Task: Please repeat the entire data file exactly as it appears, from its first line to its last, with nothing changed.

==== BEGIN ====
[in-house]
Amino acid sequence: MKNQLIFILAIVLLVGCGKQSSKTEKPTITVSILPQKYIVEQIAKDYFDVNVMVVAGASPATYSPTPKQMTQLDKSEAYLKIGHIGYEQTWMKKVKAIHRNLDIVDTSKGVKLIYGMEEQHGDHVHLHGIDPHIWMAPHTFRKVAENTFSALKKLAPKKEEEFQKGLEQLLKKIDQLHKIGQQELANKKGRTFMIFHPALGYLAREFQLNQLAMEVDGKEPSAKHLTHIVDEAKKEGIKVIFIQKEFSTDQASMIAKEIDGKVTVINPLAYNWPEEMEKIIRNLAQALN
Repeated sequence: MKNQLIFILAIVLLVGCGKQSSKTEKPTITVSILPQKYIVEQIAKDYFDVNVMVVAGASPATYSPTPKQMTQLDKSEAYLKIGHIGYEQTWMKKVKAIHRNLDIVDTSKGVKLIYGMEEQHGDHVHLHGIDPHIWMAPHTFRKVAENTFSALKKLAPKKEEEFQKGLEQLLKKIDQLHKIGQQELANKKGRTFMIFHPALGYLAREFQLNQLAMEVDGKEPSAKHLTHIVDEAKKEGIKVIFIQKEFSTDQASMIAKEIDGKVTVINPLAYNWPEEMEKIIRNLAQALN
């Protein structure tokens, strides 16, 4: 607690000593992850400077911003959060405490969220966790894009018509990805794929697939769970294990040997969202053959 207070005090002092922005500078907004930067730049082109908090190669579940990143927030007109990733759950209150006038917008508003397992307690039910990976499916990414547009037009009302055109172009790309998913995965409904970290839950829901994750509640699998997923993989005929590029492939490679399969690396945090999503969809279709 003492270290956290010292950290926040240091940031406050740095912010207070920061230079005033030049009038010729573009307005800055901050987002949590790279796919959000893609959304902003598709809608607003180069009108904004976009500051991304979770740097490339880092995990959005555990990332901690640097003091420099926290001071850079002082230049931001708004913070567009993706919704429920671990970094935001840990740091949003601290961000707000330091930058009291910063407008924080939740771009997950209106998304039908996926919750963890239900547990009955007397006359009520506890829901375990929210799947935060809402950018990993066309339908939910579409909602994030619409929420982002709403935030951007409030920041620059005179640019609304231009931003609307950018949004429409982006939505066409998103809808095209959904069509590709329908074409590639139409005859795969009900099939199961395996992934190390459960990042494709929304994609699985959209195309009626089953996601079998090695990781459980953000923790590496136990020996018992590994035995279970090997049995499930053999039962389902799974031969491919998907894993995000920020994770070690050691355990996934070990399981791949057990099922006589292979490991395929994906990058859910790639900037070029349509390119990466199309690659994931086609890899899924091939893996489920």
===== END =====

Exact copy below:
[in-house]
Amino acid sequence: MKNQLIFILAIVLLVGCGKQSSKTEKPTITVSILPQKYIVEQIAKDYFDVNVMVVAGASPATYSPTPKQMTQLDKSEAYLKIGHIGYEQTWMKKVKAIHRNLDIVDTSKGVKLIYGMEEQHGDHVHLHGIDPHIWMAPHTFRKVAENTFSALKKLAPKKEEEFQKGLEQLLKKIDQLHKIGQQELANKKGRTFMIFHPALGYLAREFQLNQLAMEVDGKEPSAKHLTHIVDEAKKEGIKVIFIQKEFSTDQASMIAKEIDGKVTVINPLAYNWPEEMEKIIRNLAQALN
Repeated sequence: MKNQLIFILAIVLLVGCGKQSSKTEKPTITVSILPQKYIVEQIAKDYFDVNVMVVAGASPATYSPTPKQMTQLDKSEAYLKIGHIGYEQTWMKKVKAIHRNLDIVDTSKGVKLIYGMEEQHGDHVHLHGIDPHIWMAPHTFRKVAENTFSALKKLAPKKEEEFQKGLEQLLKKIDQLHKIGQQELANKKGRTFMIFHPALGYLAREFQLNQLAMEVDGKEPSAKHLTHIVDEAKKEGIKVIFIQKEFSTDQASMIAKEIDGKVTVINPLAYNWPEEMEKIIRNLAQALN
């Protein structure tokens, strides 16, 4: 607690000593992850400077911003959060405490969220966790894009018509990805794929697939769970294990040997969202053959 207070005090002092922005500078907004930067730049082109908090190669579940990143927030007109990733759950209150006038917008508003397992307690039910990976499916990414547009037009009302055109172009790309998913995965409904970290839950829901994750509640699998997923993989005929590029492939490679399969690396945090999503969809279709 003492270290956290010292950290926040240091940031406050740095912010207070920061230079005033030049009038010729573009307005800055901050987002949590790279796919959000893609959304902003598709809608607003180069009108904004976009500051991304979770740097490339880092995990959005555990990332901690640097003091420099926290001071850079002082230049931001708004913070567009993706919704429920671990970094935001840990740091949003601290961000707000330091930058009291910063407008924080939740771009997950209106998304039908996926919750963890239900547990009955007397006359009520506890829901375990929210799947935060809402950018990993066309339908939910579409909602994030619409929420982002709403935030951007409030920041620059005179640019609304231009931003609307950018949004429409982006939505066409998103809808095209959904069509590709329908074409590639139409005859795969009900099939199961395996992934190390459960990042494709929304994609699985959209195309009626089953996601079998090695990781459980953000923790590496136990020996018992590994035995279970090997049995499930053999039962389902799974031969491919998907894993995000920020994770070690050691355990996934070990399981791949057990099922006589292979490991395929994906990058859910790639900037070029349509390119990466199309690659994931086609890899899924091939893996489920």